Beyond sustainability: Charity founder transforms the mind

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Tony Meloto

Tony MelotoBY: MILAN ACOSTA

Pinoy NGO founder Tony Meloto addressed an audience in Sydney last month on engaging corrupt politicians to help solve the Philippines’ poverty situation.

Meloto, founder of Gawad Kalinga, voiced many opinions on changing perceptions toward their movement that transforms slums into sustainable communities. He said a change in society required a change in the mind. He called on global citizens to show initiative by removing dependence on governments and start taking “affirmative actions” to emerge from poverty.

Meloto said that “the power of the ordinary person” could make positive contributions to society. A citizen doesn’t need to be a president, politician or businessman but they could work with all three powers. “We bridge and we engage,” Meloto said.

To the many corrupt Filipino politicians, Meloto said, “as Christians, we shouldn’t judge, but love and respect them.” He described a mathematical analysis on corrupt mayors: “I don’t think there’s a human being that’s 100 per cent bad. If they are 90 per cent corrupt, then I will engage the ten per cent that’s good.” Engaging the 1500 mayors with ten per cent goodness will collectively “overcome any evil” in the Philippines.

Meloto said the problem of poverty in the Philippines rests on men: “Criminals, rebels, and most corrupt public officials carry out 95 per cent of the crime. If men are the problem, they could also be part of the solution.”

GK provided rehabilitation programs for out-of-school male youths and gang members that converted the most dangerous barangay into the most peaceful community in metro Manila. The organisation also helped build two thousand homes for two hundred thousand families in 1999.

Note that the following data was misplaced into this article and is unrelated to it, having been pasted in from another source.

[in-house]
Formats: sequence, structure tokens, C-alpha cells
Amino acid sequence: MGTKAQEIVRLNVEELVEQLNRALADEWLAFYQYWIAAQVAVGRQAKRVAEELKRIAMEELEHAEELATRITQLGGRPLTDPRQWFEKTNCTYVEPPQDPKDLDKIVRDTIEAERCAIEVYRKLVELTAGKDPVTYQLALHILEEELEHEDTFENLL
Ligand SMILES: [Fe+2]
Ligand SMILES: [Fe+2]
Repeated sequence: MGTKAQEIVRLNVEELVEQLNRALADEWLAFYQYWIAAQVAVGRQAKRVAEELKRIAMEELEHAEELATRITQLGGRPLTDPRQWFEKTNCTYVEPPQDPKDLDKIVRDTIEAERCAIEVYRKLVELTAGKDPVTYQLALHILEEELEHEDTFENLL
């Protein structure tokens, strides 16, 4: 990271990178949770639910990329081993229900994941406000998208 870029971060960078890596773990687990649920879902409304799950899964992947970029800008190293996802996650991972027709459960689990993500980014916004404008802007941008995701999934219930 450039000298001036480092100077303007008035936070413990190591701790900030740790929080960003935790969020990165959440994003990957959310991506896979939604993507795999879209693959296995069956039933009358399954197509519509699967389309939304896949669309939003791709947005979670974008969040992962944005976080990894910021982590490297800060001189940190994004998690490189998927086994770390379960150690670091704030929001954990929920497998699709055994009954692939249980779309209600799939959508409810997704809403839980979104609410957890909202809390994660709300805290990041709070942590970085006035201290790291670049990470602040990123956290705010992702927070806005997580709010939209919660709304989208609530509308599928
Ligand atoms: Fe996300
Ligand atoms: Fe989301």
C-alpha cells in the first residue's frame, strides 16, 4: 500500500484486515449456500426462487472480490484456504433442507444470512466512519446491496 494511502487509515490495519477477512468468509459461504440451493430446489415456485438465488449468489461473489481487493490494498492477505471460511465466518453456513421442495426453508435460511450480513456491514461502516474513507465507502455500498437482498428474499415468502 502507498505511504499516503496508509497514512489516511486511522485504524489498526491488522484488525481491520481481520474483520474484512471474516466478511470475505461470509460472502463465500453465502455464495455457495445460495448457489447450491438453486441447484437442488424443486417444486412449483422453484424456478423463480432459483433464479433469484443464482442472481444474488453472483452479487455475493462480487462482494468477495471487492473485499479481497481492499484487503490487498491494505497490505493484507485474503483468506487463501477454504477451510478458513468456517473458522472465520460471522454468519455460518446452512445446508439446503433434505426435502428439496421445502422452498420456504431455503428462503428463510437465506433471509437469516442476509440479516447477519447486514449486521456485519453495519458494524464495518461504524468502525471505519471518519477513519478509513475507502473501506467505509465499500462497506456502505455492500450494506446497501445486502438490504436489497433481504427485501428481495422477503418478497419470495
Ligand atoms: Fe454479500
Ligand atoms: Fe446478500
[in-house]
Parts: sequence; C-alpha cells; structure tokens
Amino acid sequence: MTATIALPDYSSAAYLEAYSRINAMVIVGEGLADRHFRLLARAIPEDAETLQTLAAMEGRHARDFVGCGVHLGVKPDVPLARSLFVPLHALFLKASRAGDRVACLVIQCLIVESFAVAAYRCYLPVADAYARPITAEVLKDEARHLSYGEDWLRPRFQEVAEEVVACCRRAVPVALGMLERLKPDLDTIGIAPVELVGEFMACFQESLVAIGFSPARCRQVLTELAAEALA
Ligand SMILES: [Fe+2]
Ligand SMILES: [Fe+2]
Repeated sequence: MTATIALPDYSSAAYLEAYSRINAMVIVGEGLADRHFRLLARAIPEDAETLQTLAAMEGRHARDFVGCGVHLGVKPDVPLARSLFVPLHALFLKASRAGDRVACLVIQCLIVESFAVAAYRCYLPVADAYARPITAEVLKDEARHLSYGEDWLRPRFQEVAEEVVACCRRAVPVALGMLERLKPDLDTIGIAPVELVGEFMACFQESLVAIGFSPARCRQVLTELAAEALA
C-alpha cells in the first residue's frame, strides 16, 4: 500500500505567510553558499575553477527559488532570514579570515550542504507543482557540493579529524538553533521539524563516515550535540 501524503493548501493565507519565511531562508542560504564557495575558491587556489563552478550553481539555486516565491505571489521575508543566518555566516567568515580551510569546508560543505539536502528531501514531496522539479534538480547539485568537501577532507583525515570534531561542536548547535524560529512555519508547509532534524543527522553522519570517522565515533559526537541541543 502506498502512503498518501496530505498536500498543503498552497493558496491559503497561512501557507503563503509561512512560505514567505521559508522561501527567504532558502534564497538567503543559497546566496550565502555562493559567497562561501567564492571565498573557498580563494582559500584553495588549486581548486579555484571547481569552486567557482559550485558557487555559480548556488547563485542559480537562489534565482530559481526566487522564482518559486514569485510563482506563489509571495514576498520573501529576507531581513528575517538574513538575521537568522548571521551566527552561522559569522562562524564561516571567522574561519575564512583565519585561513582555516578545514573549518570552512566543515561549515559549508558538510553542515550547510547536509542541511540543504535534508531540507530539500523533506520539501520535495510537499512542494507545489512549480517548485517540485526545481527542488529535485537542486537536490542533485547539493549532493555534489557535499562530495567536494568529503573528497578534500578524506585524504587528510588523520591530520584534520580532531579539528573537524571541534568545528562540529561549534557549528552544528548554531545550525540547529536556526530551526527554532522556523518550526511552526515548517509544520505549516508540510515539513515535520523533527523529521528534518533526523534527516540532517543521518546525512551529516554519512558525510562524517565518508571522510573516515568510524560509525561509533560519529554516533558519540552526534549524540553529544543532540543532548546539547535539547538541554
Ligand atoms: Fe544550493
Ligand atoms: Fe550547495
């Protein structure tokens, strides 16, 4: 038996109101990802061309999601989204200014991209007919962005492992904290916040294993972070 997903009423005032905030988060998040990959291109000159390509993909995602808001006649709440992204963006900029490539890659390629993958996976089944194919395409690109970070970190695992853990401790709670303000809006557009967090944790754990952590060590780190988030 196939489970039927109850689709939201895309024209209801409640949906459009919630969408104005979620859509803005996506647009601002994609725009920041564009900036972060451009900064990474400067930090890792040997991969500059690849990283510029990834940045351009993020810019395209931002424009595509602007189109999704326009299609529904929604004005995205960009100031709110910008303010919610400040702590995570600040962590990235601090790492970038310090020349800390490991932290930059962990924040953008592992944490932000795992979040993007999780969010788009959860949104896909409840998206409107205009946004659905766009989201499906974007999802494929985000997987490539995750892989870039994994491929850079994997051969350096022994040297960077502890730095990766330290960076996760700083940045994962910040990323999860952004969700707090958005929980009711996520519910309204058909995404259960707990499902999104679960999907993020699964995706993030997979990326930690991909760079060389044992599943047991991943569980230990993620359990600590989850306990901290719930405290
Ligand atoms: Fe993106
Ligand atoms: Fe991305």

“We rendered human justice. It is, land for the landless, home for the homeless and food for the hungry,” Meloto said. “Our work had impact because it is feasible, transformative and quantifiable and it can be replicated.”

To the Catholic majority in the Philippines, Meloto said that GK’s work transcends religious faith. “Religion divides but faith unites. It goes beyond politics, race and gender. There should be no discrimination in areas of development.”

Meloto finished his speech by calling on people to welcome those disadvantaged and less privileged members of society. “If we embrace them as our children then our descendants will be as numerous as the stars in heaven and it will be a beautiful world. God bless.”

One young listener said, “You can feel Tito Tony’s passion and drive for GK. He is a powerful speaker as he draws you in with his strong and genuine messages.”

Australian GK President Marcy Mission said, “The leadership of Mr Meloto has ushered a new era of awareness in assisting the poor.”

Gawad Kalinga, Tagalog for ‘to give care’, was formed in July 2003 in the Philippines from a faith-based group called ‘Couples for Christ’. It is now a global movement that helps local poor communities build homes. GK has influences in other countries that include Cambodia, Papua New Guinea, Indonesia, Africa, East Timor and South America. GK carries out its work through volunteerism, community empowerment and partnership.

Meloto is a recipient of numerous awards in the Philippines, notably People of the Year by Philippine Star and the Ramon Magsaysay Awardee for Community Leadership, both in 2006.

2 COMMENTS

  1. I am looking for Milan Ingrid Acosta. I went to Don Bosco, Makati with when I was younger and he use to be my best friend. He left for Australia after 2nd grade and I left for the United States right after. If I have the right Milan Acosta, please forward him my message. This is Mike de la Torre.

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